Saul Bellow: Letters
Saul Bellow’s letters may not be stylistic gems – but they reveal much about the man who wrote them.
In “Herzog,” his sixth novel, Saul Bellow created one of American literature’s most passionate letter writers. Betrayed by his wife and a close friend (in much the same way Bellow himself had been betrayed), the suffering, cuckolded Herzog crisscrosses the country, holing up at last in a ramshackle cottage in western Massachusetts. Along the way he writes a series of letters – some on paper, some in his mind – that reach a climax in his Berkshires retreat. “Hidden in the country, he wrote endlessly, fanatically, to the newspapers, to people in public life, to friends and relatives and at last to the dead, his own obscure dead, and finally the famous dead.”
Bellow himself often claimed to be a poor correspondent. “I often wonder why I balk so at letter writing,” he writes in 1953. “I’ve never enjoyed writing letters,” he writes to Ralph Ellison, and (again to Ellison), “Drop me a line sometime to say how things are coming. It doesn’t have to be a full-scale letter. I’m incapable myself of writing one.”
Not surprisingly, Bellow’s letters are less polished than the work he intended for publication. Each section of Saul Bellow: Letters is preceded by an excerpt from a novel or essay that sheds light on the time period, and it is striking to see how much more nimble these excerpts are than the letters they introduce. Bellow once said it was not unusual for him to rewrite a sentence 10 times, and he found his own standards for publication hard to attain. At least three novels mentioned in the letters – “Rubin Whitfield,” “The Very Dark Trees,” and “The Crab and the Butterfly” – were destroyed or set aside after he finished them.
But at the same time, the letters reveal the organic origins of the street-smart intellectual style that he first introduced in “The Adventures of Augie March” and perfected in “Seize the Day” and “Henderson the Rain King.” “Augie March” was a liberating experience for him, though in a later letter he calls it “one of those stormy, formless American phenomena.” This was the book where he learned to generate energy, and often humor, from linking high and low language – but the impulse to do so was there from the start.
In the very first letter of the collection, written in 1932 when Bellow was not quite 17, you see him trying on elevated diction for comic effect, then puncturing the bubble. “I am thinking, thinking, Yetta,” he writes to a girlfriend who is apparently slipping away, “drifting with night, with infinity, and all my thoughts are of you. But my thoughts of you are not altogether kind, they sting, they lash. Or shall we talk business?”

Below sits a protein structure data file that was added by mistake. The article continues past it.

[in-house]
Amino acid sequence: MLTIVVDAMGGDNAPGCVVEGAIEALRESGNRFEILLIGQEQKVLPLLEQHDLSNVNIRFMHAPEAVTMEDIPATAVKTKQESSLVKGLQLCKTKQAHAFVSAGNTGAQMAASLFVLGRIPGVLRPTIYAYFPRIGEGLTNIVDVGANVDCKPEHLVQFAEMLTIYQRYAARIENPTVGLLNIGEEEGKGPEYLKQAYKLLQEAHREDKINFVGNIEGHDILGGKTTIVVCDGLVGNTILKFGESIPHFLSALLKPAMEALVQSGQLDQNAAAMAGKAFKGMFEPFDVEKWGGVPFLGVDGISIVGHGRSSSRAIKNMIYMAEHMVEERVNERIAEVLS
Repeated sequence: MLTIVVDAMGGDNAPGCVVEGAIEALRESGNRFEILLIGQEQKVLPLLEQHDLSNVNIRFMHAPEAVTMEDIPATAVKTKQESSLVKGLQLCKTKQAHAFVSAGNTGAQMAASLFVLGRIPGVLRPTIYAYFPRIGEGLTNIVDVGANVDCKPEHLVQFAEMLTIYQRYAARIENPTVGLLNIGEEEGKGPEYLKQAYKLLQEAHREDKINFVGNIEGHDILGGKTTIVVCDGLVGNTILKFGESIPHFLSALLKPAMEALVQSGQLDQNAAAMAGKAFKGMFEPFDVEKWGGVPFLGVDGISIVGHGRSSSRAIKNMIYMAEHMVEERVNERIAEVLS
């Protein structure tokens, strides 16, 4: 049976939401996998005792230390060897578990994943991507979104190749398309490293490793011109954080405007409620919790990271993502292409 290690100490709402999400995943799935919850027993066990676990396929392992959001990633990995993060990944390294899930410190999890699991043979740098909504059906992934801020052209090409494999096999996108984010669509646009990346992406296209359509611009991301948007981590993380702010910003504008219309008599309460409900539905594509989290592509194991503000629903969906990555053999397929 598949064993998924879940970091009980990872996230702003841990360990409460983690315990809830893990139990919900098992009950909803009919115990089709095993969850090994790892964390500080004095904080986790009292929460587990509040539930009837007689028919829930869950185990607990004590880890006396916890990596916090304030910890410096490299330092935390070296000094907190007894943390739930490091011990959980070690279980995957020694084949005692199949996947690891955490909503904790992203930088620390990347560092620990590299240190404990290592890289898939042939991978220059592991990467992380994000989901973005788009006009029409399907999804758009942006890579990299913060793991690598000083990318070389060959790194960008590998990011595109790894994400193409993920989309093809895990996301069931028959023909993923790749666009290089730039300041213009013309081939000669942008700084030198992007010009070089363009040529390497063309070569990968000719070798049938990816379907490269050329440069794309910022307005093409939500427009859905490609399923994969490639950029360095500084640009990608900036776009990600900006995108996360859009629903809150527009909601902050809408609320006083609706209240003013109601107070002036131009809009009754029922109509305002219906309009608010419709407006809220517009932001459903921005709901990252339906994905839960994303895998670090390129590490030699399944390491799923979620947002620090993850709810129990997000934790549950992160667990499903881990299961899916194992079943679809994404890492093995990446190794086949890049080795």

Later examples provide some of the best laughs in the book. Bellow writes to Alfred Kazin that on hearing that Kazin would not be coming to the University of Minnesota, “the lady instructors and female assistants set up a cry like Milton’s Syrian damsels over the limbs of Osiris.” Even, or especially, in the face of illness and death, this humor of high and low is a refuge. “I have death on my mind, today,” he writes in July 1968. “S.S. Goldberg is ill, John Steinbeck is in the Southampton Hospital, Jean Stafford has just been released from same. So we, here, are feeling the wing. But in this weather it is more cooling than anything else. The Angel of Death, floating over the house, brings air-conditioning.”
Bellow was often pegged as a “novelist of ideas” for the way his characters brood and rage over the big issues of their day. In his letters he regularly denied it. “I have ever been unideological,” he writes to Leslie Fiedler. “I have sophisticated skin and naïve bones.” He objects to the way that American books (his own included) “pant after meaning.... [T]hey exhort and plead and refine, and they are, insofar, books of error. A work of art should rest on perception.” And again, “Writers can only try to demonstrate; in close detail; without opinion.”
Bellow’s major characters – Henderson, Herzog, Mr. Sammler, Dean Corde – are certainly preoccupied with the great issues. But as Taylor points out in his introduction, thinking only gets Bellow’s heroes so far. “He shows the comic inefficacy of ideas when brought to the test of experience. Scratch these intellectuals and you find flesh-and-blood, struggling, bewildered human beings.”
These letters, too, reveal such a man. They shed some light on Bellow the writer, but much more on Bellow as a person. He saw letters as gifts, and was touchingly grateful to receive them. “I send you a mere booklet,” he wrote to an old friend in 1989, “and you answer with a personal letter, a really valuable communication in the old style. I sometimes think I write books in lieu of letters and that real letters have more kindness in them, addressed as they are to one friend.”